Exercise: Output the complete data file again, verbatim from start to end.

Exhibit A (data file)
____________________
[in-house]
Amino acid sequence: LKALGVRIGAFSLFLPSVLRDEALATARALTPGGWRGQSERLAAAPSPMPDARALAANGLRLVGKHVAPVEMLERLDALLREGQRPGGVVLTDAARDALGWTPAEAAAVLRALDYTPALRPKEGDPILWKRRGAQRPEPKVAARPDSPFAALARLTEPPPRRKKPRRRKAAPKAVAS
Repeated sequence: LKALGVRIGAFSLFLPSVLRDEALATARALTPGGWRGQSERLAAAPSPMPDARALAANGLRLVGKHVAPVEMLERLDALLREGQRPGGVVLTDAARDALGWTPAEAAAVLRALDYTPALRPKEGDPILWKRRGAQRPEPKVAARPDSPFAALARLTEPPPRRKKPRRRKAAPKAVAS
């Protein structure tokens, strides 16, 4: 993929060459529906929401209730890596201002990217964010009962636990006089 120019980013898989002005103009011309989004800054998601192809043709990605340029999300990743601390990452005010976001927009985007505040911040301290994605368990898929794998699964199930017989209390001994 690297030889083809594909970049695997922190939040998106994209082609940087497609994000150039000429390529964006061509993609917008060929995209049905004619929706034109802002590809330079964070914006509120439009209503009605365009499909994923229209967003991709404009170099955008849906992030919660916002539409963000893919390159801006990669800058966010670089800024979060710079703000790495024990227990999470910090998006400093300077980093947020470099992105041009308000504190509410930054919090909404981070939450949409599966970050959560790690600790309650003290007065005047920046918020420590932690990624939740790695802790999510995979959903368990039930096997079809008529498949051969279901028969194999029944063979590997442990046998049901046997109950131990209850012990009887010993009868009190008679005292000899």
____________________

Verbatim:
[in-house]
Amino acid sequence: LKALGVRIGAFSLFLPSVLRDEALATARALTPGGWRGQSERLAAAPSPMPDARALAANGLRLVGKHVAPVEMLERLDALLREGQRPGGVVLTDAARDALGWTPAEAAAVLRALDYTPALRPKEGDPILWKRRGAQRPEPKVAARPDSPFAALARLTEPPPRRKKPRRRKAAPKAVAS
Repeated sequence: LKALGVRIGAFSLFLPSVLRDEALATARALTPGGWRGQSERLAAAPSPMPDARALAANGLRLVGKHVAPVEMLERLDALLREGQRPGGVVLTDAARDALGWTPAEAAAVLRALDYTPALRPKEGDPILWKRRGAQRPEPKVAARPDSPFAALARLTEPPPRRKKPRRRKAAPKAVAS
């Protein structure tokens, strides 16, 4: 993929060459529906929401209730890596201002990217964010009962636990006089 120019980013898989002005103009011309989004800054998601192809043709990605340029999300990743601390990452005010976001927009985007505040911040301290994605368990898929794998699964199930017989209390001994 690297030889083809594909970049695997922190939040998106994209082609940087497609994000150039000429390529964006061509993609917008060929995209049905004619929706034109802002590809330079964070914006509120439009209503009605365009499909994923229209967003991709404009170099955008849906992030919660916002539409963000893919390159801006990669800058966010670089800024979060710079703000790495024990227990999470910090998006400093300077980093947020470099992105041009308000504190509410930054919090909404981070939450949409599966970050959560790690600790309650003290007065005047920046918020420590932690990624939740790695802790999510995979959903368990039930096997079809008529498949051969279901028969194999029944063979590997442990046998049901046997109950131990209850012990009887010993009868009190008679005292000899």